Ancient Monuments

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Ballaggan, mound 420m WNW of

A Scheduled Monument in Inverness South, Highland

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Coordinates

Latitude: 57.468 / 57°28'4"N

Longitude: -4.0827 / 4°4'57"W

OS Eastings: 275180

OS Northings: 843880

OS Grid: NH751438

Mapcode National: GBR J89Z.LKS

Mapcode Global: WH4GK.8K3B

Entry Name: Ballaggan, mound 420m WNW of

Scheduled Date: 20 March 2007

Source: Historic Environment Scotland

Source ID: SM11900

Schedule Class: Cultural

Category: Prehistoric ritual and funerary: cairn (type uncertain)

Location: Croy and Dalcross

County: Highland

Electoral Ward: Inverness South

Traditional County: Inverness-shire

Description

The monument comprises a grass-covered mound situated in an arable field 420m WNW of Ballaggan farm. It is interpreted as an Early Bronze-Age cairn of probable Clava-type and therefore belongs to a complex of ritual monuments which extends over 1km along a flat terrace immediately to the S of the River Nairn, at 115m above sea level.

The mound is circular on plan with a regular profile measuring approximately 20m in diameter and up to 0.7m in height. Some stones are visible in the grass on the summit of the mound which, with its alignment to the axis of the Clava cemetery, suggests that it is a Clava-type cairn of either ring or chambered form. No other stones are visible that can be directly associated with the mound. It appears undisturbed, with the regularity of the mound and its location of a river terrace suggesting that it is artificial.

The area to be scheduled is circular on plan, to include the mound and an area around in which evidence relating to its construction and use may survive, as shown in red on the accompanying map.

Source: Historic Environment Scotland

Statement of Scheduling

Cultural Significance

The monument's archaeological significance can be expressed as follows:

Intrinsic characteristics: Excavation of other sites shows us that the remains associated with Clava cairns can include stone platforms enclosed by a circle or 'kerb' of stones, larger surrounding stone circles, burial chambers, and rubble banks or 'rays' joining them as well as other features. They have a complex history of development. Given that this monument was unknown until recently and is apparently undisturbed, there is great potential for good preservation of a range of these features beneath the grass mound. This has the potential to help us to better understand the construction and use of this site and others like it. Potential also exists for preservation of the old ground surface beneath the mound, providing information about the prehistoric environment that existed at the time of its construction and use. The monument has good potential to contribute to our future understanding of Bronze-Age funerary and ritual practices.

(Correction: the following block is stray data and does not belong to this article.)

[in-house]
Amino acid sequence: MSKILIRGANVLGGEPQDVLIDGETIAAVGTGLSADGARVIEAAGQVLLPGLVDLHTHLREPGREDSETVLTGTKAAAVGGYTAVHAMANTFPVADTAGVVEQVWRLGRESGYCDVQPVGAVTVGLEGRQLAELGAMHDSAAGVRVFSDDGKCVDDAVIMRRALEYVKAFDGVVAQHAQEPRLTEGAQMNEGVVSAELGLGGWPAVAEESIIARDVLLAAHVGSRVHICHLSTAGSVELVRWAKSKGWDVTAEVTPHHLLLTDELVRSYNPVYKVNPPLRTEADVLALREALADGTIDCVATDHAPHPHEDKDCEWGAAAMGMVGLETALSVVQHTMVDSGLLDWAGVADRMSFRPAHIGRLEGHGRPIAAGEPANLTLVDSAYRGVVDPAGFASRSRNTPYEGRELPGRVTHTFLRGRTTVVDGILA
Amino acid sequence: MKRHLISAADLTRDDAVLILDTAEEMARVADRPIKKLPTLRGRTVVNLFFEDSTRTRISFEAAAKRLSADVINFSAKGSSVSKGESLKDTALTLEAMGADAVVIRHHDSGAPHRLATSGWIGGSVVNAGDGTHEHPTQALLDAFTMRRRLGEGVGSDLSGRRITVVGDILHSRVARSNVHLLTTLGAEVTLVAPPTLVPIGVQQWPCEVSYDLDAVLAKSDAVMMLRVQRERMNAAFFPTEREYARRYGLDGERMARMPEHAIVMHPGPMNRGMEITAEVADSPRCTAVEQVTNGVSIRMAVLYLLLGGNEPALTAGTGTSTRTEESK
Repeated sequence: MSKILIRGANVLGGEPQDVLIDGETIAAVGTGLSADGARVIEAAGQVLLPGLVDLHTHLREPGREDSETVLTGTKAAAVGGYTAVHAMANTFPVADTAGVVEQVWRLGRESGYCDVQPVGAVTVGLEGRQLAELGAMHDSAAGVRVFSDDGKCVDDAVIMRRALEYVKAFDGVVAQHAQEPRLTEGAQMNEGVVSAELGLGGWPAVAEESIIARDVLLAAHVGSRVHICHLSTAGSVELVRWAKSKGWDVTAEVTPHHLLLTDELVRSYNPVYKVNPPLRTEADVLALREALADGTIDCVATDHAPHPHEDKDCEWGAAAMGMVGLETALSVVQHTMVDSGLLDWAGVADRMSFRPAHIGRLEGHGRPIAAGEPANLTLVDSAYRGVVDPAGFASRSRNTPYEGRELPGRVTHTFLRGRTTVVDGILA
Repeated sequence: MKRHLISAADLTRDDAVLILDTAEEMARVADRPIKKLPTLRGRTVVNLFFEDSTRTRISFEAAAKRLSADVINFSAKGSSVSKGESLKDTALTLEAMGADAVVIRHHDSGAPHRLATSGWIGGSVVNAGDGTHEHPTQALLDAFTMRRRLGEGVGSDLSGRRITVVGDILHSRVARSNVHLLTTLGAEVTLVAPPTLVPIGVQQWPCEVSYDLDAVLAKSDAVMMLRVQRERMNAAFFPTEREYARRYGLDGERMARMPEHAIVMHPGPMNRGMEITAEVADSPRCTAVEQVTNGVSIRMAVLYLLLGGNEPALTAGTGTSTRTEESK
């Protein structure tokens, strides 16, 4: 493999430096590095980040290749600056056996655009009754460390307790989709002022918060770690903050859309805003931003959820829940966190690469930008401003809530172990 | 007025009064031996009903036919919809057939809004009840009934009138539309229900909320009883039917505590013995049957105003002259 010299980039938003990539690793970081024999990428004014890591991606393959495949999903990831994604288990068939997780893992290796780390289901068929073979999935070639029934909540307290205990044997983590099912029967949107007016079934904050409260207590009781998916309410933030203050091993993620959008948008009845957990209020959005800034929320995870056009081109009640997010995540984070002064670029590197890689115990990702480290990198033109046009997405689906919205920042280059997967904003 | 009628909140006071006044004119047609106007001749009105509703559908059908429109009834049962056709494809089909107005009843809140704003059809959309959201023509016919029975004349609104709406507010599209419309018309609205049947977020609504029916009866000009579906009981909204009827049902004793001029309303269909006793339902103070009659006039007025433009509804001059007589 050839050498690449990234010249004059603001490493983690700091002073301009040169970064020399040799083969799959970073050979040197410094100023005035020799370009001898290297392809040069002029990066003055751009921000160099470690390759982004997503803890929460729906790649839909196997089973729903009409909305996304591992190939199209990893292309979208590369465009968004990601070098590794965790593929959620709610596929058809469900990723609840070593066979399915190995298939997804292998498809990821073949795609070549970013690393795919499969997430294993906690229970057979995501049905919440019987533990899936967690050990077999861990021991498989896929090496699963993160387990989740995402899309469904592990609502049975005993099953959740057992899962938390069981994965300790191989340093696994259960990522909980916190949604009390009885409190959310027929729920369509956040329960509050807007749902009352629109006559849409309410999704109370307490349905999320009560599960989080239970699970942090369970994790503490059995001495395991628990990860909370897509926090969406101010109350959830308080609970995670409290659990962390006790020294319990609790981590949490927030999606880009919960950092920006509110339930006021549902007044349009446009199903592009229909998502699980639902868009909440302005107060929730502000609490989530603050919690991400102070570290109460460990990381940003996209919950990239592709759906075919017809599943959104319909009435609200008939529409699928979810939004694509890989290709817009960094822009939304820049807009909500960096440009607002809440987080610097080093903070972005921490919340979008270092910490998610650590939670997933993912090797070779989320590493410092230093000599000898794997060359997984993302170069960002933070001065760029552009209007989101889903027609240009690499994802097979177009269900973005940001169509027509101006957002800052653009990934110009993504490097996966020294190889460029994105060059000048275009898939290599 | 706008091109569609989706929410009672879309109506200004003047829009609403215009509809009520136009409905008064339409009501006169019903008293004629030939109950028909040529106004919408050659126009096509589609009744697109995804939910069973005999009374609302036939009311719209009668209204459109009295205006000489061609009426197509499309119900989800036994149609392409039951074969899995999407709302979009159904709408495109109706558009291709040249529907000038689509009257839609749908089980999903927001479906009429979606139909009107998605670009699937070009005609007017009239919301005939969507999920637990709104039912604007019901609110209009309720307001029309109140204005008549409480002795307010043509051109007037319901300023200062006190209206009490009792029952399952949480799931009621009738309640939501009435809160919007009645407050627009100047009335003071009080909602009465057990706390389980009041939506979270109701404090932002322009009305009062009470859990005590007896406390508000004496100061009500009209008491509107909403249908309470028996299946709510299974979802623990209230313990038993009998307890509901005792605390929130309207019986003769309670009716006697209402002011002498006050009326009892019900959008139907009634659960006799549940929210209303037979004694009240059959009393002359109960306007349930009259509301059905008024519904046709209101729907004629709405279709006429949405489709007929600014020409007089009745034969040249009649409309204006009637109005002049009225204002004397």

Contextual characteristics: This monument is an example of a small, regionally defined group of around 50 prehistoric monuments, known as Clava cairns, which we only find in the Inverness and Moray Firth area, particularly along river valleys and low ground S of the Firth. This monument forms part of an extensive, rare and very important cemetery that we believe was intended to be viewed as a single entity. Topographically, the monuments tend to have a dominant position in relation to the immediate location only, rather than to the wider landscape.

Associative characteristics: It is the view of most prehistorians that there was an intimate relationship between the religious beliefs expressed by monuments such as here, the surrounding landscape and the movements of the main astronomical bodies. This astronomical link continues to generate considerable interest today. The importance of the relict prehistoric landscape that includes this site is recognised by the fact that many of its component monuments are in the care of the Scottish Ministers.

National Importance

This monument is of national importance because it is a potentially undisturbed example of a rare and regionally distinctive class of Early Bronze-Age monument. It can help us understand burial and ritual practices in NE Scotland and their relationship to practices elsewhere in the British Isles. It is a key component of an extensive and well-preserved cemetery and has the potential to provide important information about the activities that took place here and how these contribute to the development of this ceremonial landscape as a whole. Its loss would affect our future ability to appreciate and understand the prehistoric landscape and its inhabitants.

Source: Historic Environment Scotland

Sources

Bibliography

RCAHMS record the site as NH74SE 29.

Aerial photographs:

RCAHMS, 1994: C 26495; C 26496; C 26497; C 26498; C 26418 CN; C 26419 CN; C 26420 CN; C 26421 CN.

References:

Barclay G J 1991, 'The clearing and partial excavation of the cairns at Balnuaran of Clava, Inverness-shire, by Miss Kathleen Kennedy, 1930-31' PROC SOC ANTIQ SCOT, 120, 30.

Bradley R 2000, THE GOOD STONES: A NEW INVESTIGATION OF THE CLAVA CAIRNS, Society of Antiquaries of Scotland monograph series number 17, Edinburgh. Society of Antiquaries of Scotland.

Source: Historic Environment Scotland

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